The Generalized Vertex Cover Problem (GVCP) extends classic vertex cover problems to take both vertex and edge weights into consideration in the objective function. The GVCP results in finding a vertex subset such that the sum of vertex weights together with all the corresponding edge weights is minimized. In this paper, Shuli Hu et al. propose a hybrid metaheuristic algorithm to solve the GVCP (MAGVCP for short) that is based on evolutionary search and iterated neighborhood search. The algorithm uses population initializing procedure to produce high-quality solutions, applies a dedicated crossover to generate offspring solutions, and finally utilizes an iterated best chosen neighborhood search to find better solutions. Experiments carried on random instances and DIMACS instances verify the effectiveness of the proposed algorithm.

The fifth paper by Heqi Wang et al. presents a robust optimization algorithm based on the hybridization of the krill herd (KH) and artificial bee colony (ABC) methods and the information exchange concept. The global optimal solutions found by the proposed hybrid KH and ABC (KHABC) algorithm are considered as a neighbor food source for the onlooker bees in the ABC. Thereafter, a local search is performed by the onlooker bees in order to find a better solution around the given neighbor food source. Both methods, the KH and ABC, share the globally best solutions through the information exchange process between the krill and bees. Based on the above results, the exchange process significantly improves the exploration and exploitation of the hybrid method. Besides, a focused elitism scheme is introduced to enhance the performance of the developed algorithm. The validity of the KHABC method is validated using 13 unconstrained benchmark functions, a total of 21 CEC 2017 constrained real-parameter optimization problems, and ten CEC 2011 real world problems (RWPs). The proposed method clearly demonstrates its potential for a competitive optimization tool towards solving both benchmark functions and real world problems.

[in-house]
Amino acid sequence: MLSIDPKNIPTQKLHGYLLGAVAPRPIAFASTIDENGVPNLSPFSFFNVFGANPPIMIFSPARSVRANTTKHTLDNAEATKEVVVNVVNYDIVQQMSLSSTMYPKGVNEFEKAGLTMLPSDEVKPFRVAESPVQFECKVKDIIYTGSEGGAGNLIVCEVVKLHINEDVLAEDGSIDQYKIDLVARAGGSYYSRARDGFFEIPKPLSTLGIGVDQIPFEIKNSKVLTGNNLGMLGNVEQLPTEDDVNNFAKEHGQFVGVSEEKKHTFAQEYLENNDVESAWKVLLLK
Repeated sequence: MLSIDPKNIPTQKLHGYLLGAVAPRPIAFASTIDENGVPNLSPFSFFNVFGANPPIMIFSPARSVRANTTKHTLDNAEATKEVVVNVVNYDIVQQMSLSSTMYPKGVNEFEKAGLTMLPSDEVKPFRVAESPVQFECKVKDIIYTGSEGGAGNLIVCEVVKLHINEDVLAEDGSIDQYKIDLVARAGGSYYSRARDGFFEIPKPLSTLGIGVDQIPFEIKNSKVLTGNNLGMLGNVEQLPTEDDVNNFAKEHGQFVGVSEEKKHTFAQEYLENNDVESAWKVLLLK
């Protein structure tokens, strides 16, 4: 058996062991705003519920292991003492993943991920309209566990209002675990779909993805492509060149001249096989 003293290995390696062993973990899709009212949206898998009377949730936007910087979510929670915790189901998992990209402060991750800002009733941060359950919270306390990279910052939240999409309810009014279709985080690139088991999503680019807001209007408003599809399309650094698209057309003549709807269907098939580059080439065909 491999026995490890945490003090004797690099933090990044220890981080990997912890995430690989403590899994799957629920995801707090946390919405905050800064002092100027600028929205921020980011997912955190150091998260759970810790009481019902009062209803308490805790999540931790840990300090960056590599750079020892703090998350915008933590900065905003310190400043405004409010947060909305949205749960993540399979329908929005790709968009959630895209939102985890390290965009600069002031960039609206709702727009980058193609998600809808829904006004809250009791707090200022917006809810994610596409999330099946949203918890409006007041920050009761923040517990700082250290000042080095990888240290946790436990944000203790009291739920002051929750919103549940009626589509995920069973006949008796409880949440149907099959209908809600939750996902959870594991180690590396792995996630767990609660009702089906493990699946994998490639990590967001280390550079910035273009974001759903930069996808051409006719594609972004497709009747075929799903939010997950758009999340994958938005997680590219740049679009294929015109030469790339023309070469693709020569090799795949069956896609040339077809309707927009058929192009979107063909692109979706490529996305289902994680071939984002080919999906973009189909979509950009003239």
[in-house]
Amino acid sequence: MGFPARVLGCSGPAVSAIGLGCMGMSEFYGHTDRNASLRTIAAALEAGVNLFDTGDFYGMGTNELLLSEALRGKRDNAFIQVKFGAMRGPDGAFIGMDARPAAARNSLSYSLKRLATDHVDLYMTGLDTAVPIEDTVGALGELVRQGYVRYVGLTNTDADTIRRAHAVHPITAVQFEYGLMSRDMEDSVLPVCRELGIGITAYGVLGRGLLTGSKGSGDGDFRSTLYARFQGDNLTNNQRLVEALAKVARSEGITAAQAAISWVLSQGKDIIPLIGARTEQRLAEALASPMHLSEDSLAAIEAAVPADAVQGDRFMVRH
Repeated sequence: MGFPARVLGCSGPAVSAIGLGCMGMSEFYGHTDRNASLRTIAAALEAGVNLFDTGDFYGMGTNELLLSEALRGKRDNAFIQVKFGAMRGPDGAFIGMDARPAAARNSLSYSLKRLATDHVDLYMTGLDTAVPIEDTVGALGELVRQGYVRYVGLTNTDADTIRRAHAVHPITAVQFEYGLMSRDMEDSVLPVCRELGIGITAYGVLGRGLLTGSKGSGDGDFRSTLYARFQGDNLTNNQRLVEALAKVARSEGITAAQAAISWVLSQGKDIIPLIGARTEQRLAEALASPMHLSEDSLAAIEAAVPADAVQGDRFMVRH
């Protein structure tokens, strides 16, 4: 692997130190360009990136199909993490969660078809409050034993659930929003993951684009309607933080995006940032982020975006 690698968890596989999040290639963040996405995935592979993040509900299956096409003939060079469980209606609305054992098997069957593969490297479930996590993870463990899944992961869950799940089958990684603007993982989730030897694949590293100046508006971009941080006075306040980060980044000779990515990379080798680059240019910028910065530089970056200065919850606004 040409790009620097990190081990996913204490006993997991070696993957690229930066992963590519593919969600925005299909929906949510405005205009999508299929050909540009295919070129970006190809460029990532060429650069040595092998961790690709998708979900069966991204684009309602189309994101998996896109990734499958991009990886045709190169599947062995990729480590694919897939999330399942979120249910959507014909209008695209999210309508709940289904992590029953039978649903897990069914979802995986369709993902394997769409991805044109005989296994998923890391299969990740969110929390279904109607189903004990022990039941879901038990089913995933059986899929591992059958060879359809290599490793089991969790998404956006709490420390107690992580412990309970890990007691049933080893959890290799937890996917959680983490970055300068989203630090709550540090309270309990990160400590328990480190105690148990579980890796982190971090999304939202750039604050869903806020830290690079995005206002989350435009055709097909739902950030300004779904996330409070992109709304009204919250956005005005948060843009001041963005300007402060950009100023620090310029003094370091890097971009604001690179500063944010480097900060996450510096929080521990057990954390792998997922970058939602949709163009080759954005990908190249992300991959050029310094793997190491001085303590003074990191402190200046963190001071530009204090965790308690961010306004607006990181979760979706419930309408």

Cuckoo search (CS) is a recently developed meta-heuristic, which has shown good search abilities on many optimization problems. Maoqing Zhang et al. present a hybrid multi-objective CS (HMOCS) for solving multi-objective optimization problems (MOPs). The HMOCS employs the non-dominated sorting procedure and a dynamical local search. The former is helpful to generate Pareto fronts, and the latter focuses on enhancing the local search. In order to prove the capability of the HMOCS, six well-known benchmark MOPs are used in their experiments. Simulation results show that HMOCS outperforms three other multi-objective algorithms in terms of convergence, spread, and distributions.

It has indeed been a pleasure to edit this special issue. We are grateful to all the authors who submitted their papers and to the reviewers for their timely and insightful reviews that have greatly helped improve the quality of this issue. We hope that the readers find the papers collected in this thematic issue interesting and helpful. The Guest Editors acknowledge the financial supports from the Natural Science Foundation of Shanxi Province under Grant No. 201601D011045.

Notes from Editor-in-Chief

The above six articles make up the Thematic Issue on Novel Swarm Intelligence Algorithms. To further complement this thematic issue, we include two more regular issue papers on applications to complete the issue. The paper by Nodeh et. al. describes a hybrid algorithm that combines differential evolution and mutable smart bee algorithm. The work has practical significance, being applied to optimize the fabrication of piezoelectric excited millimetre-sized cantilever sensor. Such a problem usually involves constraints, and the authors show that their approach can optimize the design parameters for the sensors. Another paper by Liu et al. deals with active object recognition based on sequence of actions. This is achieved by means of camera with adjustable position and orientation. They use extreme learning machine to learn the state representations and the strategy for reinforcement learning, which is validated based on a public-domain dataset.

Notes

Copyright information

© Springer-Verlag GmbH Germany, part of Springer Nature 2018

Authors and Affiliations

  • Amir H. Alavi
    • 1
  • Zhihua Cui
    • 2
  • Amir H. Gandomi
    • 1
  • Xiao-Zhi Gao
    • 3
  • Gai-Ge Wang
    • 4
  • Meng-Hiot Lim
    • 5
    Email author
  1. 1.Michigan State UniversityEast LansingUSA
  2. 2.Taiyuan University of Science and TechnologyTaiyuanChina
  3. 3.University of Eastern FinlandKuopioFinland
  4. 4.Ocean University of ChinaQingdaoChina
  5. 5.Nanyang Technological UniversityNanyang AvenueSingapore